To grow great plants, we need to grow plants that have a healthy mineral composition. Although there are no theoretically established values for what the mineral composition of a plant should look like, we have grown healthy plants and have established, through analysis of their tissue, what this mineral composition should empirically be. By sampling the leaf tissue from your plants and sending it to a lab for analysis, you can know what the composition of your tissue is and how it compares to healthy plants grown by others.
The question is, can we create a nutrient formulation just from the tissue composition we want to get?
Nutrient solution targets from tissue analysis
Turns out, you can figure out the elemental concentrations that are required in solution to get to certain concentrations in tissue. My colleague and friend – Bruce Bugbee – proposed in this paper about nutrient management in 2004 how this could be done. To achieve this, we make the assumption that all elements taken up by the plant will be deposited as minerals upon transpiration – because minerals cannot leave the plant as gases – so knowing the amount of water that will transpired per amount of tissue grown, we can figure out how much of that element needs to be in the water.
The volume of water required to grow a certain mass of tissue is called Water Use Efficiency (WUE). It is expressed as gram of tissue per liter of water transpired and has values from 3.0 to 6.0. Higher WUE values imply the plant is growing more efficiently, requires less water to grow the same mass of tissue, while a lower WUE implies the plant is less efficient and needs to transpire more to grow. Conditions that increase growing efficiency and decrease transpiration, such as carbon dioxide enrichment and high humidity, tend to increase WUE, while conditions that create inefficient growing – like low humidity with high temperature – tend to decrease it.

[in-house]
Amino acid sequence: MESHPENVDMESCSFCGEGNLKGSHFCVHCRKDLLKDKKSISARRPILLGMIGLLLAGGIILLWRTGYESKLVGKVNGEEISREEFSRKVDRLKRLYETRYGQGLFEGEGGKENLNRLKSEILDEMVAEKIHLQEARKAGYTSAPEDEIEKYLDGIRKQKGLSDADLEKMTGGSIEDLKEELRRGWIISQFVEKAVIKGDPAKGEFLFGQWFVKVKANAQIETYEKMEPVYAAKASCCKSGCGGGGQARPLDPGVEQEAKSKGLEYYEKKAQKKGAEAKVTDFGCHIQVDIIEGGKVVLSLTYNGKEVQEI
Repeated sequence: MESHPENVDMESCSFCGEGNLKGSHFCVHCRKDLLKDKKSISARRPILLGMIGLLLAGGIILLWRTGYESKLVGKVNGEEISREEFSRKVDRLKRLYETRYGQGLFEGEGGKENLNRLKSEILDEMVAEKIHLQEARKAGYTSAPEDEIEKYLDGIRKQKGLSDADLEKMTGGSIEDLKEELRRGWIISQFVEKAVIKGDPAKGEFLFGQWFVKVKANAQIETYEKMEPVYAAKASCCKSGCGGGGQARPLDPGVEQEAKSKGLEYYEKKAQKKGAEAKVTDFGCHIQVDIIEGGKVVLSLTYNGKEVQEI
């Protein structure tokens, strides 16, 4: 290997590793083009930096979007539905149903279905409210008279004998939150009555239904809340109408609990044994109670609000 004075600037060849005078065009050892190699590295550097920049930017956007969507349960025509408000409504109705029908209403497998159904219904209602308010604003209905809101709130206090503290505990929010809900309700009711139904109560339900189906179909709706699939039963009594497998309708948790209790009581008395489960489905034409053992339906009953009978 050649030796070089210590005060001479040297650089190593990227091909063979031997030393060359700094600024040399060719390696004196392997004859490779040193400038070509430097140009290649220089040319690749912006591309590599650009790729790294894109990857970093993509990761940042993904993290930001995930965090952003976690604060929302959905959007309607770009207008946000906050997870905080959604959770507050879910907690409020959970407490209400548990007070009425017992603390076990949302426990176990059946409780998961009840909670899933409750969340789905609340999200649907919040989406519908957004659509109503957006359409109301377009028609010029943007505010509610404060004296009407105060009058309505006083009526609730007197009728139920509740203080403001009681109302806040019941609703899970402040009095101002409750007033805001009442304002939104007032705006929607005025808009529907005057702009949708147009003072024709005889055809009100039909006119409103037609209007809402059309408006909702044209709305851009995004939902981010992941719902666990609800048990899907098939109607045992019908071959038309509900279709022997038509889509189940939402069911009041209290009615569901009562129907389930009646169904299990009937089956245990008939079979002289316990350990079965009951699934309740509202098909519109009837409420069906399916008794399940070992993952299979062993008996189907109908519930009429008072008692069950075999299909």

If we grow plants with a solution where we determine the nutrients according to the WUE and the concentrations in tissue we want, we can create very effective solutions that lower the probability of over accumulation of nutrients in the root zone and the solution. This allows for solutions that require no dumping and create very healthy plants in recirculating systems (for which Deep Water Culture, DWC, is the most common example).
Doing this process in HydroBuddy
From v1.99, HydroBuddy now includes a “Tissue Analysis” dialogue that allows you to use target tissue concentrations and a certain WUE value, to figure out what the required nutrient concentrations in a hydroponic solution would be like. The program also includes a small Database with tissue targets for certain plants and certain stages of development. There are also a couple of links that point you to resources where you can find a wide variety of different plant species and development stages if the ones that interest you are not included in the software’s default DB configuration.
The image below shows you an example where I determined the target solution concentrations required to grow a tomato plant that has the composition expected for a tomato plant in early flower.
How do I figure out the WUE?
As you can see, the above process requires you to input the WUE. This ranges from 3 to 6. It is not easy to measure in the environment, so the best practical solution is to assume your WUE is about 3.5 (the default value), prepare solutions with those concentrations and then observe how the EC of the solution changes as a function of time.